How does climate change affect housing?

This Earth Day, we’re examining the impacts of climate change on the housing market. From shifting buyer preferences to fluctuating property values and the burgeoning cost of homeownership, the ramifications of our warming planet are undeniable.

In this article, we will explore how climate change is reshaping the real estate landscape through:

  1. Homebuyers’ choice of location
  2. Fluctuations in property value
  3. Destruction of homes
  4. Increasing cost of homeownership

1. Homebuyers’ choice of location

Homebuyers’ decisions regarding the location of their next property are significantly influenced by climate change. People are increasingly factoring in climate-related risks when it comes to choosing where they live. Generally, these risks fall into three categories:

Physical climate risks

Physical climate risks can significantly impact the housing sector, presenting challenges related to both acute and chronic events.

Acute physical risks, driven by extreme weather events and natural disasters, pose immediate threats to properties and communities. With climate change intensifying the frequency and severity of events like hurricanes, floods, and wildfires, homes located in vulnerable areas face increased risk of damage. Coastal properties are particularly susceptible to storm surges and flooding, while homes in wildfire-prone regions are at higher risk of property loss and destruction. The aftermath of these events can result in displacement of residents, destruction of infrastructure, and substantial financial losses for homeowners, insurers, and governments alike.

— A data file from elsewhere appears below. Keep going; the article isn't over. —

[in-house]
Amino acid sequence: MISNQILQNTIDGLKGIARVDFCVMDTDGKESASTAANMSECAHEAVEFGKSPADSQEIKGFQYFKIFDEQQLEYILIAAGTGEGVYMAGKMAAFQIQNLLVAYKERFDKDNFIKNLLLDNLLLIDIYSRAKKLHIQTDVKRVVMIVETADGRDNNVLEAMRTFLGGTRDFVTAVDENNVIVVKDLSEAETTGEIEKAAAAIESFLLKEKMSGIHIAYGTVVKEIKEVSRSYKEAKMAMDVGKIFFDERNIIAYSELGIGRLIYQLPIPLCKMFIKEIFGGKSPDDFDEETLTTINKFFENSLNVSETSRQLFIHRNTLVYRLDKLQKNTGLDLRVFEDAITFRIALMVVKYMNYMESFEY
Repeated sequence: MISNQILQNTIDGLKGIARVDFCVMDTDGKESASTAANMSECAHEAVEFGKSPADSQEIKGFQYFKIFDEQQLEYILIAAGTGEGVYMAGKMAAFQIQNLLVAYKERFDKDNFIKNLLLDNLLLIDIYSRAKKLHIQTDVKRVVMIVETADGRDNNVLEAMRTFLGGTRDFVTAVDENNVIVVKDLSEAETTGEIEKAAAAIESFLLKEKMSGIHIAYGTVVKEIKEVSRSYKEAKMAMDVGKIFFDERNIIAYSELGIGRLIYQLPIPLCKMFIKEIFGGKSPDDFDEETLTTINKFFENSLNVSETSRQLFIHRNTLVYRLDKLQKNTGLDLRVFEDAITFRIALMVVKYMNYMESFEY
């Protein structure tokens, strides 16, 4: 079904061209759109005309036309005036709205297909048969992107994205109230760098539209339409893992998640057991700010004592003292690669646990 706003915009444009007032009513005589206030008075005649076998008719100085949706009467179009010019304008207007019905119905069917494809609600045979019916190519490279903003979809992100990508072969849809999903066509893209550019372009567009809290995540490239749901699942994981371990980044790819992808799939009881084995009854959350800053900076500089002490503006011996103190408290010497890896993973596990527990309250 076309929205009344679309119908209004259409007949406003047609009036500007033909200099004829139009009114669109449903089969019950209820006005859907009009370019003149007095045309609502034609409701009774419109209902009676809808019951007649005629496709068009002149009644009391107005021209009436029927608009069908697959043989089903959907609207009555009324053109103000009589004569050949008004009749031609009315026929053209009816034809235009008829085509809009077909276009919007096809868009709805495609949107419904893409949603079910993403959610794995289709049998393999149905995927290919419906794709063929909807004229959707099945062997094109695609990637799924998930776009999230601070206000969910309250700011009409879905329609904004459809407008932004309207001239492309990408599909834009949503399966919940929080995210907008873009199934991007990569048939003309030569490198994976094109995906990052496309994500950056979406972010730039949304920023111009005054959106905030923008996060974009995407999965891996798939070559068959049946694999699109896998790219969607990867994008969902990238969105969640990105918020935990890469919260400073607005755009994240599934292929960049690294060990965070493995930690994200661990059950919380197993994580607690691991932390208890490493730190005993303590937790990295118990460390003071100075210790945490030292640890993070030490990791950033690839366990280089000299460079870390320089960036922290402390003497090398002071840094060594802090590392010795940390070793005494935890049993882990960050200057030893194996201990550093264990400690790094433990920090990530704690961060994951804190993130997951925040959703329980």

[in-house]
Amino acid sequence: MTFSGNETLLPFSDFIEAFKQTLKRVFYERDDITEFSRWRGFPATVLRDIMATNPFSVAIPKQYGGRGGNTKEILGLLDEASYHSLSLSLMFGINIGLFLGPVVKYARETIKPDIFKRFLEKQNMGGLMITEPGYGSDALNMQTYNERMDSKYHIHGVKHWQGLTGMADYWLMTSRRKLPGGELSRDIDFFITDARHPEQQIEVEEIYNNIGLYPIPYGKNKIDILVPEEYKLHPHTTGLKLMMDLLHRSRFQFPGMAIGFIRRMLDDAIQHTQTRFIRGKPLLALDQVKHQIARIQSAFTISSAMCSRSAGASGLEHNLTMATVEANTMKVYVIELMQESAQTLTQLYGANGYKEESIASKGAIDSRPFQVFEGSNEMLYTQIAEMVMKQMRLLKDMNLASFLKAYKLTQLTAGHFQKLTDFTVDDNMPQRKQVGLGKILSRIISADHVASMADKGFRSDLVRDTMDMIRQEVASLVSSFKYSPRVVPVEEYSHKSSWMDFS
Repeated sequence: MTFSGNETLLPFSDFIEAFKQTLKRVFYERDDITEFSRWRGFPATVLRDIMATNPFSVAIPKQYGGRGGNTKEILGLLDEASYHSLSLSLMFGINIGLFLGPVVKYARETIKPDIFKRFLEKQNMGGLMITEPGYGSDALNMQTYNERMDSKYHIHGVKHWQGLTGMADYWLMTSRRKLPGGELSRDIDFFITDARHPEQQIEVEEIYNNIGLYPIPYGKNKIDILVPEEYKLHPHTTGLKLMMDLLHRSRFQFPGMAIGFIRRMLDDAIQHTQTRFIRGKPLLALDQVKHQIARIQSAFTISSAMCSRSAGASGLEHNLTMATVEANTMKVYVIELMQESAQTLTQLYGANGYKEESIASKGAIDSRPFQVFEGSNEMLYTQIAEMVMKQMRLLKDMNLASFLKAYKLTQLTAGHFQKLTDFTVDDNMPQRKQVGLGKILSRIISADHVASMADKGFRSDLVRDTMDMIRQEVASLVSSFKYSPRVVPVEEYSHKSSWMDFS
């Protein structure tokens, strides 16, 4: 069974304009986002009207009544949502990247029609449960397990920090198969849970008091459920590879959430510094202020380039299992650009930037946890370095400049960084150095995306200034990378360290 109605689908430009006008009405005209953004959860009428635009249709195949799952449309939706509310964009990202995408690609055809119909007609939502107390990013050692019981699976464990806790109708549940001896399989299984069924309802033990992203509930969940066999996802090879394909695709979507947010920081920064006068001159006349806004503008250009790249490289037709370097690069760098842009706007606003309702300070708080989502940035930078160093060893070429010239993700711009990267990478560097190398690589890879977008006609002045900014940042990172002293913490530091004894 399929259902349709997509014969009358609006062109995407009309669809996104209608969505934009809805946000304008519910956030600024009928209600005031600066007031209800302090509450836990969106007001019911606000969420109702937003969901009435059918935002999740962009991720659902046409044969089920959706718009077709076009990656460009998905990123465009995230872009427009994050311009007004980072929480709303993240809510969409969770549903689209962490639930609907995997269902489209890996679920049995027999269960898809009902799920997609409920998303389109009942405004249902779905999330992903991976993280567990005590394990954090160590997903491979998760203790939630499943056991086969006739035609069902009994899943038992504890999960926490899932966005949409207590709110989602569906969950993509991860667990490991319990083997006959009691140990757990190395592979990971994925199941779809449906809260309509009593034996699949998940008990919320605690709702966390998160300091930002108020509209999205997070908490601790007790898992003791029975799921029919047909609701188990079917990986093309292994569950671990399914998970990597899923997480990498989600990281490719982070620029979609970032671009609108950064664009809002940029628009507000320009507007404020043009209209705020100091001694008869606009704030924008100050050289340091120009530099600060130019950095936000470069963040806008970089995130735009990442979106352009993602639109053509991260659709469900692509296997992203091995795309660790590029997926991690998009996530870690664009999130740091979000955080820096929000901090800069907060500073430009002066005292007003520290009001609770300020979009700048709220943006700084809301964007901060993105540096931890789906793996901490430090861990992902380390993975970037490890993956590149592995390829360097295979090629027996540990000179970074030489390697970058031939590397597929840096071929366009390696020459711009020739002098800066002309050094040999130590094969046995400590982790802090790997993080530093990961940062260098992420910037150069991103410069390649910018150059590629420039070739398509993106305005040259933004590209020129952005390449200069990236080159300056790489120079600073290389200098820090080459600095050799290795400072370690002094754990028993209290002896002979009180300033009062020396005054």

Chronic physical risks, such as rising sea levels, prolonged heat waves, and droughts, present longer-term challenges for housing. Rising sea levels threaten coastal properties with erosion and inundation, reducing their value and increasing the cost of insurance. Prolonged heat waves can strain infrastructure and exacerbate heat-related health issues, particularly in areas with inadequate cooling systems. Droughts can lead to water scarcity, affecting both water availability for households and the viability of landscaping and agriculture, thereby impacting property aesthetics and values.

These physical climate risks affect homebuyers’ decisions regarding property location, design, and resilience measures. Buyers are increasingly concerned about the vulnerability of potential homes to extreme weather events and long-term climate impacts

Economic risk

Climate change poses significant economic challenges to the housing sector. One of the most immediate impacts is the rise in insurance rates for properties located in disaster-prone areas. Moreover, the need for additional maintenance to mitigate the effects of climate change further burdens homeowners. For instance, properties in drought-prone regions may require increased irrigation to maintain landscaping and prevent soil erosion. Similarly, homes in areas experiencing more frequent heatwaves may need enhanced cooling systems to ensure habitability, driving up energy costs for homeowners.